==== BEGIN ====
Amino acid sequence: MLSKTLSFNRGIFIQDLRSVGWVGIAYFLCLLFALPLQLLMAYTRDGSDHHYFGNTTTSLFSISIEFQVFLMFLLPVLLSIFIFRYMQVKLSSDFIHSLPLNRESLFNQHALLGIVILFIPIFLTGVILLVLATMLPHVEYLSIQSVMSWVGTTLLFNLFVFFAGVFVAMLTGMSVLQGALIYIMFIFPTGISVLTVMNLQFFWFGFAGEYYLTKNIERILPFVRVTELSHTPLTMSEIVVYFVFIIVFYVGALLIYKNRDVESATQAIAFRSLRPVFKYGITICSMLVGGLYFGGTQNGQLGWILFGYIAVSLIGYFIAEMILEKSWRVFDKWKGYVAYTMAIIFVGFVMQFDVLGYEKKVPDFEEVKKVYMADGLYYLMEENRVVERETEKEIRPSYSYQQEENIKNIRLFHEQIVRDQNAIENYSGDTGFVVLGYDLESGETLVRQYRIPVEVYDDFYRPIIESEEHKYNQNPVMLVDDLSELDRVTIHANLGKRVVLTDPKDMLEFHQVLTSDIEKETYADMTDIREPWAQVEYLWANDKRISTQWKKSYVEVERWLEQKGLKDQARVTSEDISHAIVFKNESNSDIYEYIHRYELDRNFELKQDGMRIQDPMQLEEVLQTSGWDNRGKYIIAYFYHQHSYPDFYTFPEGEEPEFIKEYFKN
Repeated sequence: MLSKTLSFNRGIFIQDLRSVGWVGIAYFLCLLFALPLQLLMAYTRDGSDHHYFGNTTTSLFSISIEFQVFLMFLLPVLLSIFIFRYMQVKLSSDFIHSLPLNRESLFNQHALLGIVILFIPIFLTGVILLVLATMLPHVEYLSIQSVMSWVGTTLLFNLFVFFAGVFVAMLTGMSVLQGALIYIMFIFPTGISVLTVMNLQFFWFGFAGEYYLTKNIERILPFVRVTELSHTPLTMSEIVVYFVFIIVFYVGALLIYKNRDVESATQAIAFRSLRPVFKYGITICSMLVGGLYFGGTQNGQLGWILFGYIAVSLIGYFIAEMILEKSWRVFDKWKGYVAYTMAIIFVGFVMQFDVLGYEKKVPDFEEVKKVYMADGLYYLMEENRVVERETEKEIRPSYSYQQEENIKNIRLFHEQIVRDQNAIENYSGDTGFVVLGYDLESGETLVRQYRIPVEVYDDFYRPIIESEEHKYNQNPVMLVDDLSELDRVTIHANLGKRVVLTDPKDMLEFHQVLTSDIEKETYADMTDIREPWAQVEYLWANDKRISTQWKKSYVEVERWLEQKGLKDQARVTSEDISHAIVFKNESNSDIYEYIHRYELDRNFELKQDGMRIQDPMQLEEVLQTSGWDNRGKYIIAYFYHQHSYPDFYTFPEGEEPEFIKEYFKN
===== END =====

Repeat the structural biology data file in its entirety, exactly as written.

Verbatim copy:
Amino acid sequence: MLSKTLSFNRGIFIQDLRSVGWVGIAYFLCLLFALPLQLLMAYTRDGSDHHYFGNTTTSLFSISIEFQVFLMFLLPVLLSIFIFRYMQVKLSSDFIHSLPLNRESLFNQHALLGIVILFIPIFLTGVILLVLATMLPHVEYLSIQSVMSWVGTTLLFNLFVFFAGVFVAMLTGMSVLQGALIYIMFIFPTGISVLTVMNLQFFWFGFAGEYYLTKNIERILPFVRVTELSHTPLTMSEIVVYFVFIIVFYVGALLIYKNRDVESATQAIAFRSLRPVFKYGITICSMLVGGLYFGGTQNGQLGWILFGYIAVSLIGYFIAEMILEKSWRVFDKWKGYVAYTMAIIFVGFVMQFDVLGYEKKVPDFEEVKKVYMADGLYYLMEENRVVERETEKEIRPSYSYQQEENIKNIRLFHEQIVRDQNAIENYSGDTGFVVLGYDLESGETLVRQYRIPVEVYDDFYRPIIESEEHKYNQNPVMLVDDLSELDRVTIHANLGKRVVLTDPKDMLEFHQVLTSDIEKETYADMTDIREPWAQVEYLWANDKRISTQWKKSYVEVERWLEQKGLKDQARVTSEDISHAIVFKNESNSDIYEYIHRYELDRNFELKQDGMRIQDPMQLEEVLQTSGWDNRGKYIIAYFYHQHSYPDFYTFPEGEEPEFIKEYFKN
Repeated sequence: MLSKTLSFNRGIFIQDLRSVGWVGIAYFLCLLFALPLQLLMAYTRDGSDHHYFGNTTTSLFSISIEFQVFLMFLLPVLLSIFIFRYMQVKLSSDFIHSLPLNRESLFNQHALLGIVILFIPIFLTGVILLVLATMLPHVEYLSIQSVMSWVGTTLLFNLFVFFAGVFVAMLTGMSVLQGALIYIMFIFPTGISVLTVMNLQFFWFGFAGEYYLTKNIERILPFVRVTELSHTPLTMSEIVVYFVFIIVFYVGALLIYKNRDVESATQAIAFRSLRPVFKYGITICSMLVGGLYFGGTQNGQLGWILFGYIAVSLIGYFIAEMILEKSWRVFDKWKGYVAYTMAIIFVGFVMQFDVLGYEKKVPDFEEVKKVYMADGLYYLMEENRVVERETEKEIRPSYSYQQEENIKNIRLFHEQIVRDQNAIENYSGDTGFVVLGYDLESGETLVRQYRIPVEVYDDFYRPIIESEEHKYNQNPVMLVDDLSELDRVTIHANLGKRVVLTDPKDMLEFHQVLTSDIEKETYADMTDIREPWAQVEYLWANDKRISTQWKKSYVEVERWLEQKGLKDQARVTSEDISHAIVFKNESNSDIYEYIHRYELDRNFELKQDGMRIQDPMQLEEVLQTSGWDNRGKYIIAYFYHQHSYPDFYTFPEGEEPEFIKEYFKN